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Expert opinion

Step up with action and support for education, not thoughts and prayers

by Maria Ferguson

If the American public wants strong public schools for all students, we will need more than good intentions supported by inequitable and inconsistent funding schemes.

When I reviewed the findings from this year’s PDK Poll of the Public’s Attitudes Toward the Public Schools, I was immediately struck by how familiar the narrative thread felt. The findings followed a familiar arc, one that reveals good intentions, confusion, anger, pathos, and a just a touch of narcissism. Shakespeare? Greek tragedy? The political climate in Washington? Yes, yes, and yes. Not surprisingly, the 2019 poll reflects the angst that has permeated most aspects of public life in America.

Poll respondents this year included public school parents, the general public, and public school teachers. The inclusion of teachers in the poll adds a new and provocative dimension to the findings. By sharing their personal thoughts and views on the profession, teacher strikes, and the future of public education, they provide a helpful reality check to the responses from parents and the general public. Having said that, the poll portrays America’s teachers as a pretty discontented lot.

A majority (60%) say they are unfairly paid and would vote to go on strike for higher pay (55%). Half also say they’ve seriously considered leaving the profession in recent years, and slightly more than half (55%) would not want their children to follow them into the profession. Sadly, these and other findings are consistent with a 2016 national teacher survey done by the organization I lead, the Center on Education Policy.

The 2019 poll reflects the angst that has permeated most aspects of public life in America.

As the mother of a young man who is studying to be a teacher, I am ashamed to admit that I share their concerns. Despite a career devoted to improving public education, I don’t want my child to experience the struggles I have seen so many young teachers experience. I don’t want to see him broken by the disrespect and lack of appreciation. My own hypocrisy echoes the sentiments of many of this year’s poll respondents. Although parents and the general public overwhelmingly support higher pay for teachers and more funding for schools, they don’t support the kind of funding increases that will accomplish those goals. Instead, a majority would rather follow a quid pro quo strategy where more school funding comes from cuts in other publicly funded programs. Relax America, you can have more money for schools . . . you just need to give up recycling and senior care services. Using revenue from state lotteries, legal recreational marijuana, and sports gambling are also popular options among parents, teachers, and adults. It’s good to know the adults in the room have good feelings about pot and gambling.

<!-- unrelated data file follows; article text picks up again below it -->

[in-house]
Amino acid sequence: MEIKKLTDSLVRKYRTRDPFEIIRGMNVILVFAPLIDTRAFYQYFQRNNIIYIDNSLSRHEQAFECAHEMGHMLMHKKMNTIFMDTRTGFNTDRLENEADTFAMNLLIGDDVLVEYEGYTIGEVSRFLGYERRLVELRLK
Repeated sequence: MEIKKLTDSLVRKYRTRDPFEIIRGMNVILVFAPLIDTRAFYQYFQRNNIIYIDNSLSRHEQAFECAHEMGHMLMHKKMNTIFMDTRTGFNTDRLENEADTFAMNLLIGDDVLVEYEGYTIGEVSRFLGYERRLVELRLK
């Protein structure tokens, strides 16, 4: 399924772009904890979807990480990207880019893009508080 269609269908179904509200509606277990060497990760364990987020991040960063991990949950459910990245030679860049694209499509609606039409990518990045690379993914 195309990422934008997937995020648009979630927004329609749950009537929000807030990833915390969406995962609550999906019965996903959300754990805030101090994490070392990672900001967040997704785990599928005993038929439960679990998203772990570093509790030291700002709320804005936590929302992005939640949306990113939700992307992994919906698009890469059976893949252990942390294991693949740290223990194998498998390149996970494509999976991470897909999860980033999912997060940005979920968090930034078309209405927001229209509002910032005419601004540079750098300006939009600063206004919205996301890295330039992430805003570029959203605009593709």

Year after year, parents and the public express support for public education and give high marks to their own local schools, but that means very little if they are not willing to acknowledge what it takes to maintain the promise of public education. Like most publicly supported entities, great schools don’t just happen, and they certainly don’t stay great unless there is investment on all fronts: adequate public funding, private investments, community involvement, and parental engagement. While the poll shows that parents and the public think they are supportive and caring stewards of public education, I would argue whatever sentiment they do have for public education is mostly directed to their own schools in their own communities. Public education for the greater all, not so much.

Founding Father John Adams said in the years before independence: “The whole people must take upon themselves the education of the whole people and be willing to bear the expenses of it.” His words still ring true today. Educators and students who are trying to do their best in underfunded, low-performing schools are achingly similar to victims of mass violence. They don’t need thoughts and prayers. They need action and support. If the American public wants strong public schools for all students, we will need more than good intentions supported by inequitable and inconsistent funding schemes.


Maria Ferguson

Maria Ferguson is executive director of the Center on Education Policy at George Washington University, Washington, D.C., and the Washington view columnist for Phi Delta Kappan magazine. Maria can be reached at mferguson@gwu.edu.


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